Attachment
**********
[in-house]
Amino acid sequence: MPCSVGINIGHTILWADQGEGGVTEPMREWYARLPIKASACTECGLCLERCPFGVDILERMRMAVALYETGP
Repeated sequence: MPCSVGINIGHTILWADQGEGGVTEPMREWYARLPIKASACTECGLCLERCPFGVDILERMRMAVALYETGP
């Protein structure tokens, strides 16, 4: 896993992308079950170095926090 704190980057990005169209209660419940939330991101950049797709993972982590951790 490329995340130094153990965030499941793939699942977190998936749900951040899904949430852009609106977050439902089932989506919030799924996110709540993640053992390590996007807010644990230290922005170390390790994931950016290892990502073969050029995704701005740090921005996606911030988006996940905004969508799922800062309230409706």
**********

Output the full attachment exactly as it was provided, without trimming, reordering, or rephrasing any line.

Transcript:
[in-house]
Amino acid sequence: MPCSVGINIGHTILWADQGEGGVTEPMREWYARLPIKASACTECGLCLERCPFGVDILERMRMAVALYETGP
Repeated sequence: MPCSVGINIGHTILWADQGEGGVTEPMREWYARLPIKASACTECGLCLERCPFGVDILERMRMAVALYETGP
């Protein structure tokens, strides 16, 4: 896993992308079950170095926090 704190980057990005169209209660419940939330991101950049797709993972982590951790 490329995340130094153990965030499941793939699942977190998936749900951040899904949430852009609106977050439902089932989506919030799924996110709540993640053992390590996007807010644990230290922005170390390790994931950016290892990502073969050029995704701005740090921005996606911030988006996940905004969508799922800062309230409706």